30,000 monks attend alms-giving in Myanmar

09 Dec 2019

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MANDALAY (Myanmar): Monks line up for alms during an  alms-giving ceremony organised by the regional government of Mandalay on Sunday. Thirty-thousand monks assembled in the early morning chill for the spectacular alms-giving event involving a controversial mega-temple under scrutiny across the border in Thailand.—AFP
MANDALAY (Myanmar): Monks line up for alms during an alms-giving ceremony organised by the regional government of Mandalay on Sunday. Thirty-thousand monks assembled in the early morning chill for the spectacular alms-giving event involving a controversial mega-temple under scrutiny across the border in Thailand.—AFP

MANDALAY: Thirty-thousand monks assembled in the early morning chill in Myanmar on Sunday for a spectacular alms-giving event, partly organised by a controversial mega-temple under scrutiny across the border in Thailand.

With many barefoot, Buddhist monks from Myanmar and Thailand and senior religious officials from a dozen countries collected alms next to an airport in the central city of Mandalay, that is also a heartland of the faith.

As the sun rose over the ancient town, a sea of saffron and maroon-robed monks assembled in an area the size of a football field.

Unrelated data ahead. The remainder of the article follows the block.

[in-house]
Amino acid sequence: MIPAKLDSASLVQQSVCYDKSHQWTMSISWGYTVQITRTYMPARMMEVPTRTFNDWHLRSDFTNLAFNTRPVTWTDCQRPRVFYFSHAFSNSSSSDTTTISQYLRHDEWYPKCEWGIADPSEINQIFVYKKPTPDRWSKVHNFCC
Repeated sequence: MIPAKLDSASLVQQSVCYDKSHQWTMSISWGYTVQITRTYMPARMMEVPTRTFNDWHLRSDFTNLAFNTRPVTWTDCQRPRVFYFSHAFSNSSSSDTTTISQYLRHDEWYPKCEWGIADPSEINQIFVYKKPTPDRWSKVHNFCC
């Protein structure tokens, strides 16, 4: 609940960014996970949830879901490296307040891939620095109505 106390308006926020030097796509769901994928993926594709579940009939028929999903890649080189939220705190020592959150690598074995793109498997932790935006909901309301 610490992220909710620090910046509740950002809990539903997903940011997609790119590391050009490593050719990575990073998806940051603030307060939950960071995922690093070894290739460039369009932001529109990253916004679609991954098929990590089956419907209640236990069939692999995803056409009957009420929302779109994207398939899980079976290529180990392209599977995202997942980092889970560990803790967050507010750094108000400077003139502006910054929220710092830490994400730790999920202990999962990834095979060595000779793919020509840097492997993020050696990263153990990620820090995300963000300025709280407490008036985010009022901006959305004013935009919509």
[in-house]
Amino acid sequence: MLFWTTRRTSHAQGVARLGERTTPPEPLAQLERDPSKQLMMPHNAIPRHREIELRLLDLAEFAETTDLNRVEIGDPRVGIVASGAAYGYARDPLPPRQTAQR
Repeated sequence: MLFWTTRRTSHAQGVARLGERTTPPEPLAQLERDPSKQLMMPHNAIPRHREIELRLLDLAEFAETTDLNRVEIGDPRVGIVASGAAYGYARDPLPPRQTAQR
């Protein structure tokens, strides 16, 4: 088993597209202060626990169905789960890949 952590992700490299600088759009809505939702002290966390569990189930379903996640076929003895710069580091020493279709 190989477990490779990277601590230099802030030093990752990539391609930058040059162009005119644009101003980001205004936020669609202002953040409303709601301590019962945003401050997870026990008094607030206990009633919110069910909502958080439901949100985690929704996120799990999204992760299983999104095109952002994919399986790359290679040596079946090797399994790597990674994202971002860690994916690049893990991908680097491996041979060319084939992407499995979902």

They meditated, prayed and collected alms in an event meant to tighten the relationship of “monks and Buddhists between (the) two countries” and to “strengthen the monkhood” in the region, according to a statement.

“I hope we can continue to hold bigger events in the coming years,” said U Thu Nanda, a 24-year-old Burmese monk.

The event was the third and largest of its kind since 2015 and comes as one of the organisers, the Thailand-based Dhamm­akaya foundation, attempts to bounce back from an embezzlement scandal more than two years ago.

The Dhammakaya temple’s massive compound in northern Bangkok was under siege for two weeks in early 2017 as thousands of officers try to arrest the sect’s spiritual leader.

Phra Dhammachayo was accused of colluding in a $33 million embezzlement scheme and was believed to be hiding somewhere on the temple’s sprawling 1,000 acre grounds, an area twice the size of Monaco.

Published in Dawn, December 9th, 2019